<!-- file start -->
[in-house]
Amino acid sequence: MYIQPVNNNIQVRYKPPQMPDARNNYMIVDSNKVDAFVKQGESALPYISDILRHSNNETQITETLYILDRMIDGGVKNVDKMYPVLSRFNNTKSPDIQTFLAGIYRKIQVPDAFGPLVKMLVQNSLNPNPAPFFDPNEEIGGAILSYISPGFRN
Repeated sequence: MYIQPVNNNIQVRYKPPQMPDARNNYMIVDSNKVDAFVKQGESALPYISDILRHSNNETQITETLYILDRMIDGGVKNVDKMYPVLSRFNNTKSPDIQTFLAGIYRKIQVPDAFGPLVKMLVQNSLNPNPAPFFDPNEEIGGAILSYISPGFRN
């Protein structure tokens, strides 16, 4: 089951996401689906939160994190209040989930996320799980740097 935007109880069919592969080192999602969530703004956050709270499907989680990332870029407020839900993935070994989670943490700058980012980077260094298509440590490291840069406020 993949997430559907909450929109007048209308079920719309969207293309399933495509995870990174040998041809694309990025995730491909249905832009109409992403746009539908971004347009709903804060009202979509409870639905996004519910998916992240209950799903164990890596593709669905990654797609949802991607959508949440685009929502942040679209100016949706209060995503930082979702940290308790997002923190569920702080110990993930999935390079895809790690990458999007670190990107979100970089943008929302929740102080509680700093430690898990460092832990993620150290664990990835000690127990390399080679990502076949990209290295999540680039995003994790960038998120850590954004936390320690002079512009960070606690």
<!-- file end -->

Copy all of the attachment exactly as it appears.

[in-house]
Amino acid sequence: MYIQPVNNNIQVRYKPPQMPDARNNYMIVDSNKVDAFVKQGESALPYISDILRHSNNETQITETLYILDRMIDGGVKNVDKMYPVLSRFNNTKSPDIQTFLAGIYRKIQVPDAFGPLVKMLVQNSLNPNPAPFFDPNEEIGGAILSYISPGFRN
Repeated sequence: MYIQPVNNNIQVRYKPPQMPDARNNYMIVDSNKVDAFVKQGESALPYISDILRHSNNETQITETLYILDRMIDGGVKNVDKMYPVLSRFNNTKSPDIQTFLAGIYRKIQVPDAFGPLVKMLVQNSLNPNPAPFFDPNEEIGGAILSYISPGFRN
């Protein structure tokens, strides 16, 4: 089951996401689906939160994190209040989930996320799980740097 935007109880069919592969080192999602969530703004956050709270499907989680990332870029407020839900993935070994989670943490700058980012980077260094298509440590490291840069406020 993949997430559907909450929109007048209308079920719309969207293309399933495509995870990174040998041809694309990025995730491909249905832009109409992403746009539908971004347009709903804060009202979509409870639905996004519910998916992240209950799903164990890596593709669905990654797609949802991607959508949440685009929502942040679209100016949706209060995503930082979702940290308790997002923190569920702080110990993930999935390079895809790690990458999007670190990107979100970089943008929302929740102080509680700093430690898990460092832990993620150290664990990835000690127990390399080679990502076949990209290295999540680039995003994790960038998120850590954004936390320690002079512009960070606690």